Q1: What value will be printed ?
double d1 = 16, d2=2.0;
double d3 = (1/2) * ( sqrt(d1) + d2/2);
cout << d3 << endl;

Q2: Please write your own itoa implementation

Q3: What is pure virtual destructor? Shall ( or can ) pure virtual functions be implemented ?

Q4: Give an example of abort function implementation

Q5: Why we need semicolon after closing bracket in C++ class declaration ?

Q6: Can we call destructor directly? For what we may need it ?

Q7: Can we call constructor directly? For what we may need it ?

Q8: Can we thron an exception in destructor ?

Q9: What happen if we call pure virtual methods in constructor or destructor ? Same question about ‘non-pure’ virtual methods ?

Q10: Why don’t we have virtual constructors in C++ ?

Q11: What is difference between new and new [] ? Same thing about delete and delete [] ?

Q12: What is a difference between static_cast, dynamic_cast, reinterpret_cast and const_cast ?

Q13: Why do we need explicit keyword in C++ ?

Q14: Explain difference between

const MyClass c;
const MyClass &c2 = c;
const MyClass *c2 = &c;
const MyClass * const c2 = &c;

Q15: Difference between const_iterator and iterator

Q16: Implement Rand5 ( which returns randomly 0..4 ) use only Random7 ( which returns 0..6)

Q17: Can we use object of class ( or structure ) which doesn’t have name? Can we declare and use classes and structures without names ?

Q18: What is it factory pattern ?

( to be updated and continued very soon 🙂

Answers ( if you need it 🙂 ) below

Q1. Value which will be printed on a screen is “0”, because 1/2 is all about integer division and it will be 0, so 0 * ( 4 + 1 ) will be 0. To have a more expected value this expression should be caste to a double :

double d3 = double(1)/2 * ( sqrt(d1) + d2/2);

Q2. Take a look on fastest variants of itoa : Programming Contest

Q3: What is pure virtual destructor? Shall ( or can ) pure virtual functions be implemented ?
Good explanation : Why do we need a pure virtual destructors in C++.Yes, pure virtual functions ( dtor included ) can be implemented – you even can call them.But you can’t create object of class who have pure virtual destructor ( or method ) – you can call them via childs objects.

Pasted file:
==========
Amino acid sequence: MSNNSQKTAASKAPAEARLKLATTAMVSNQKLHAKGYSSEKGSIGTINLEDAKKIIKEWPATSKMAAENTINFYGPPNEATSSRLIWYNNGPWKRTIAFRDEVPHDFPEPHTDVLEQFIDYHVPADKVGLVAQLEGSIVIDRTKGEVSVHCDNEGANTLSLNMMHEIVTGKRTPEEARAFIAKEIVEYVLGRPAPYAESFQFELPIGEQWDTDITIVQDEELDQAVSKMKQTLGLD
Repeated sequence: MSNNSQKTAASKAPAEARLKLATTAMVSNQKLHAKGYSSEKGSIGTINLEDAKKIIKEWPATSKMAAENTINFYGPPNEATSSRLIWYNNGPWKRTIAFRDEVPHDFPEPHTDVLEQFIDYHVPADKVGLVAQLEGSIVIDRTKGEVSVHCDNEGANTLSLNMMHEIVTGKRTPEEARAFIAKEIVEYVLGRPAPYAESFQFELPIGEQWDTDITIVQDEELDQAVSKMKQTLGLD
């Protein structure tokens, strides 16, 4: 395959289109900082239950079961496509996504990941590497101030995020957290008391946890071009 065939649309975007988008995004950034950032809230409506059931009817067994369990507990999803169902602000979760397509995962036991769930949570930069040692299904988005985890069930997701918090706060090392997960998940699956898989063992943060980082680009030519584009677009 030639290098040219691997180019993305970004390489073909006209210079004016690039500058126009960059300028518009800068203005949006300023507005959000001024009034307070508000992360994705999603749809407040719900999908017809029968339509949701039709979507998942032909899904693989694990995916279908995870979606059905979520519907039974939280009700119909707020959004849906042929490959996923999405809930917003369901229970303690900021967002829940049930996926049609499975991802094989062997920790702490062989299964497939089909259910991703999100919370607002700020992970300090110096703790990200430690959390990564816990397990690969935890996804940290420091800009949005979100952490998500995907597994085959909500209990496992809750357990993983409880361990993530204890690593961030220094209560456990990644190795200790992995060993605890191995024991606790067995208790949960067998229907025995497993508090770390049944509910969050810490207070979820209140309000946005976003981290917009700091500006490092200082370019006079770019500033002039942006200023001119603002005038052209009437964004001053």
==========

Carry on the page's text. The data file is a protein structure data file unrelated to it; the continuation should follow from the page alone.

Here’s an simple example of declaration and calling pure virtual methods in c++

Q4> :Give an example of abort function implementation
like this one ( nice thing isn’t it? ) :

void abort() { // scribble through null ptr
memset( 0, 1, 1 );
}

Q5: Why we need semicolon after closing bracket in C++ class declaration ?
Because ( in compatability with C ) right after class declaration there’s can be object :

class A {
...
} object_a;

Take a look on this link :In C++ classes, why the semi-colon after the closing brace

Q6: Can we call destructor directly? For what we may need it ?
Yes, we surely can. It can be required when you allocate memory for object not in heap, but in stack via using new

unsigned char buffer [256];
Dolphin * d = new(buffer) Dolphin;

Here’s an Example of explicitly destructor calling. See also :What is “placement new” and why would I use it?

Q7: Can we call constructor directly? For what we may need it ?
It is not correct to say that you can call the constructor directly. The standard explicitly has (12.1/1): “Constructors do not have names.” You can only call the constructor via other constructs such as a function style cast, or placement new – see Explicitly calling constructos in c++.

Q8: Can we thron an exception in destructor ?
We can, but it’s bad idea. Take a look on this How can I handle a destructor that fails?

Q9: What happen if we call pure virtual methods in constructor or destructor ? Same question about ‘non-pure’ virtual methods ?
If you implement pure virtual methods you can call them. If not – you’ll have linkage error. Anyway it’s almost bad idea – when you call virtual methods in constructors/destructors you will you base class virtual methods tables – it’s not normal behavious from my point. Take look on source : Calling virtual methods from constructors and destructors.

Q10: Why don’t we have virtual constructors in C++ ?
Why don’t we have virtual constructors?

Q11: What is difference between new and new [] ? Same thing about delete and delete [] ?
In short new [] used for arrays, and delete too – so if you allocate some A * a = new [3] A – there’s will be space alloced to 3 A and three times A::A() will be called, if you delete [] a – A::~A() will be called 3 times. If you use delete a – only one time A::~A() will be called ( some compilers warn about it ). Here’s c++ example – difference between new and new [] – delete and delete []

Q12: What is a difference between static_cast, dynamic_cast, reinterpret_cast and const_cast ?